Living History, Part One

Welcome to my random musings about the world, on a weekly-to-occasional basis.

Where we are: Kirkwall, in the Orkney Islands, off the coast of Scotland.

Living History

We’ve spent this week tromping around the sights known as ‘The Heart of Neolithic Orkney.’ Before you all flame me for touristing during a pandemic, please understand that it’s basically us and the sheep—that’s the whole reason we came to Orkney. We were looking for nature and isolation, and boy, have we found them.

The day we arrived, we wandered around the remains of a ruined palace, smack in the middle of the little town where we’re staying; the original palace was built in the 1100s. The ‘renovations’ date from the early 1600s. At some point, when I was sort of beside myself with happiness, Lee looked at me and said, “You’re imagining people here, aren’t you?”

Well, yes. Of course I am. Aren’t you?

We figured this out—this difference in the way we see the world—in Berlin, when we first started traveling. I went on a walking tour, and the guide mentioned a friend of his, who creates these amazing photographs. He layers current photos of significant locations in Berlin over old photos of the same spots, and suddenly you can see what the streets around you looked like a hundred years ago. Or in 1945. It was one of the most satisfying things I’d ever seen. It was like this thing that my brain has been doing for as long as I can remember suddenly seemed normal.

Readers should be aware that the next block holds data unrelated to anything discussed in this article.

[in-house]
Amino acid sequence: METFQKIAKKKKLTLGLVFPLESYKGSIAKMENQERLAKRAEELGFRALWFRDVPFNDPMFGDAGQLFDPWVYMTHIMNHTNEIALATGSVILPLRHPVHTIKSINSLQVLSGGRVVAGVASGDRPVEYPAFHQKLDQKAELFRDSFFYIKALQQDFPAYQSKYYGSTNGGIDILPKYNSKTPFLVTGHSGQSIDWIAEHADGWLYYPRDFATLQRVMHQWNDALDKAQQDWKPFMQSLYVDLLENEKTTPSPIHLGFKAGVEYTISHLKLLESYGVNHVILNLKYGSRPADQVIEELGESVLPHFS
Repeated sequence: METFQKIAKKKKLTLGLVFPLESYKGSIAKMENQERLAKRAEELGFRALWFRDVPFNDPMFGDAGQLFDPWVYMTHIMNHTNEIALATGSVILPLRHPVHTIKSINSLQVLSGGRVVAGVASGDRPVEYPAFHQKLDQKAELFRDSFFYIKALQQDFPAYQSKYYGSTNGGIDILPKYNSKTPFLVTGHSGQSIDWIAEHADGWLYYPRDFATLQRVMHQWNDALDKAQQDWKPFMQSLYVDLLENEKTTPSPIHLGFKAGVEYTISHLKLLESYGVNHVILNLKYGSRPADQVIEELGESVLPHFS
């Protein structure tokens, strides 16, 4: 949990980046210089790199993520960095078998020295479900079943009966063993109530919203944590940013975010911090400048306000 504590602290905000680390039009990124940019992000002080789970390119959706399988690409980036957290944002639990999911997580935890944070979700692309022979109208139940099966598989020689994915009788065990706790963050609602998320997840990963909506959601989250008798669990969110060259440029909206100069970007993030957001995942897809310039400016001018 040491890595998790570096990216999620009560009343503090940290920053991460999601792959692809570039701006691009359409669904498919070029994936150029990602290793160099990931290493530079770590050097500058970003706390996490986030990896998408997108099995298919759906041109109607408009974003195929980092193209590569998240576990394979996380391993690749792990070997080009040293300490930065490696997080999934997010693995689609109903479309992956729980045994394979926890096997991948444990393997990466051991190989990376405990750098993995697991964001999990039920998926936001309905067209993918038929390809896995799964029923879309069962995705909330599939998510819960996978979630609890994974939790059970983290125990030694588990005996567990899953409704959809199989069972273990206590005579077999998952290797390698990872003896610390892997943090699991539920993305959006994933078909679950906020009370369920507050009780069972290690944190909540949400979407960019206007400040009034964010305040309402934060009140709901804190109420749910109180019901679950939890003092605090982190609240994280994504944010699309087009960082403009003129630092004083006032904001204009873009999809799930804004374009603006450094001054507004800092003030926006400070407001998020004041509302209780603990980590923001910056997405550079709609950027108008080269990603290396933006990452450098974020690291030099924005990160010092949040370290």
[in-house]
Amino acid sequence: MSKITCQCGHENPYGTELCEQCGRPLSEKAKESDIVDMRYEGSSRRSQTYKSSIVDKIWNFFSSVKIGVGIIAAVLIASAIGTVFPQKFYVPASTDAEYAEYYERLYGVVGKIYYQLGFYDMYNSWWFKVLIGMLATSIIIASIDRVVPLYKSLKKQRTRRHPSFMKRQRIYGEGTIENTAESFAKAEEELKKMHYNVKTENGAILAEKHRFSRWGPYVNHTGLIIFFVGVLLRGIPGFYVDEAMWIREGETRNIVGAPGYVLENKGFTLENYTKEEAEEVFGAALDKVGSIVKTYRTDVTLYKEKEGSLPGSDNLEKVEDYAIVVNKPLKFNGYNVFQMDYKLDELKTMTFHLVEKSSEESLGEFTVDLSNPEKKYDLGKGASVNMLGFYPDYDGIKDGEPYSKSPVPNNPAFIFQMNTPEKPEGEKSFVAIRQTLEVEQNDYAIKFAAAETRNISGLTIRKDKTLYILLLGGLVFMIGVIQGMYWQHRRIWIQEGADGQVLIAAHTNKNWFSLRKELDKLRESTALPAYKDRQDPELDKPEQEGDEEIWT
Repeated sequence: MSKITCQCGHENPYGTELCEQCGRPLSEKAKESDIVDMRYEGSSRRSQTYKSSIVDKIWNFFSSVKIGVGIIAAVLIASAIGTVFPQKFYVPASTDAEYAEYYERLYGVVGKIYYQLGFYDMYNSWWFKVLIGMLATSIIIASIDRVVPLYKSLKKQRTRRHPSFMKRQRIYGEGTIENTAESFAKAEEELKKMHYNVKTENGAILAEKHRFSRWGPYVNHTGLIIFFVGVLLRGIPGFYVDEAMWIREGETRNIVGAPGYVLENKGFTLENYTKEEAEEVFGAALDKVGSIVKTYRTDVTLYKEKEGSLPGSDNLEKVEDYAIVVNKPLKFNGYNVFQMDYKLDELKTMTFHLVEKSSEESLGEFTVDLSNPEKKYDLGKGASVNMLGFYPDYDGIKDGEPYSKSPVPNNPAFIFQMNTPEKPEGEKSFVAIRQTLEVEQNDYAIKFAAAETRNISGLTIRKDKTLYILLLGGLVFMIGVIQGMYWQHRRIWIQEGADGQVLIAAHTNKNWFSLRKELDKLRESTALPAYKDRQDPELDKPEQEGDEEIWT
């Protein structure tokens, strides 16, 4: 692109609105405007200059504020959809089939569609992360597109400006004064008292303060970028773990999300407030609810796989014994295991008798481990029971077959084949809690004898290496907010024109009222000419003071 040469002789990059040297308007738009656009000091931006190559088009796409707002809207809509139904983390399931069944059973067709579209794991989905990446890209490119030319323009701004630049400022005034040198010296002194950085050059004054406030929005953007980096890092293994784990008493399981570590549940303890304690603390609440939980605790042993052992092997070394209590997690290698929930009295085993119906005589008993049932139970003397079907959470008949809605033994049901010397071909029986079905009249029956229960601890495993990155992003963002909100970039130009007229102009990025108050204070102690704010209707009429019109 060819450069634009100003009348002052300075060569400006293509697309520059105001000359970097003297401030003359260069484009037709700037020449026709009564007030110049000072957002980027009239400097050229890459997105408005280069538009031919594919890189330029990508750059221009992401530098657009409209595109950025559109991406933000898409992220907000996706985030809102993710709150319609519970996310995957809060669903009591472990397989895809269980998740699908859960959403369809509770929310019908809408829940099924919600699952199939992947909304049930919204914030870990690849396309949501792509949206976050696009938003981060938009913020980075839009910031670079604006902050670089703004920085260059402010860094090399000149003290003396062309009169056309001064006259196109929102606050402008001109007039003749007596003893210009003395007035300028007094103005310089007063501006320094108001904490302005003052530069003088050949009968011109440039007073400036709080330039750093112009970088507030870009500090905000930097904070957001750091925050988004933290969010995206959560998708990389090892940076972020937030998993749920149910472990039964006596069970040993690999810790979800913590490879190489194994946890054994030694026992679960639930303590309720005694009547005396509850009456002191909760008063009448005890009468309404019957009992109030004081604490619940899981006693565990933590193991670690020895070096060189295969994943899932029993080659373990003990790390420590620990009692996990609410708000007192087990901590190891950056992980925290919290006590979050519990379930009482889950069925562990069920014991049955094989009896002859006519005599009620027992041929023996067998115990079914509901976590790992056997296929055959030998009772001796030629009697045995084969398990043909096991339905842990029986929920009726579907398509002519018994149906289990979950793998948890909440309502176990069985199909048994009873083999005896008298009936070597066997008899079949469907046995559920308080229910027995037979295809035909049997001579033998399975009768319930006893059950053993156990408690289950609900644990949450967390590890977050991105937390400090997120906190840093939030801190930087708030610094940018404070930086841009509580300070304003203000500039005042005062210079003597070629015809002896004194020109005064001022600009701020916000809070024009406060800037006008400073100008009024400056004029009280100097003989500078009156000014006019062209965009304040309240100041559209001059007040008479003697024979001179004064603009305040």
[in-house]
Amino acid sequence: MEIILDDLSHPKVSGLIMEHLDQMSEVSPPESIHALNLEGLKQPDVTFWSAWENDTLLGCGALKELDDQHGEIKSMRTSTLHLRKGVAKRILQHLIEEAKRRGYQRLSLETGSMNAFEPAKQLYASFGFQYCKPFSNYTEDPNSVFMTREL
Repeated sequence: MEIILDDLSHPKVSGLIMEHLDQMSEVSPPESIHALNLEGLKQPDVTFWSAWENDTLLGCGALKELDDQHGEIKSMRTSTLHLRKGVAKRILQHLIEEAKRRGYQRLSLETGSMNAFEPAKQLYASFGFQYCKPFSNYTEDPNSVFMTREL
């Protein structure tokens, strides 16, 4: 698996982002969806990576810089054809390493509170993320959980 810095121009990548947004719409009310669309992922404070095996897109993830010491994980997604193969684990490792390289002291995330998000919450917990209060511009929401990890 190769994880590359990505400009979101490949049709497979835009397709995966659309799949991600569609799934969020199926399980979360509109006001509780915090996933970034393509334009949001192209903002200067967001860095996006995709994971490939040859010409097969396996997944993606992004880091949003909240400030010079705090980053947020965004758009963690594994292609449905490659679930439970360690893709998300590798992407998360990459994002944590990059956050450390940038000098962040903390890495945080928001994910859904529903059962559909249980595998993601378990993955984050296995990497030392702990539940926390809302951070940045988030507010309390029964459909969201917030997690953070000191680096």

Lee says it’s like I have virtual reality playing in my head.

Apparently this doesn’t happen in his head. He looks at a tumble-down cottage in the woods and sees a tumble-down cottage in the woods. And standing stones? Rocks. He sees rocks, in a field.

It’s not a lack of imagination, or curiosity—he has plenty of those things. It’s just that for him, his brain is firmly grounded in the present.

I am at my happiest, my most inspired, my most complete, when I am in a place where the present rests lightly on the landscape, where the outlines of the past give shape and texture to the environment. That’s what grounds me. It’s how I know where I am.

From my writer’s notebook:

Yesterday we wandered around the edges of a bay called Scapa Flow. It’s where the British Navy was headquartered during both world wars. The second time around, when German U-boats were terrorizing the Atlantic, the British had to basically close off one side of the bay, to keep the fleet safe. Today, the waters on the far side of the barriers are littered with wreckage. We crossed the causeway at low tide, and saw the huge, rusting hulks of ships poking up out of the water. It’s eerie. Later, while we were waiting for the bus, I was poking around on the pebbly beach, and realized I was seeing bits of detritus that didn’t really look modern—there’s just a look, you know?

That got my brain spinning—what kinds of artifacts have washed up on those shores in the last 75 years? What might a beachcomber find, when the shoreline is dotted with sunken warships? What kind of stories could that flotsam and jetsam tell?

Take care,

Lisa

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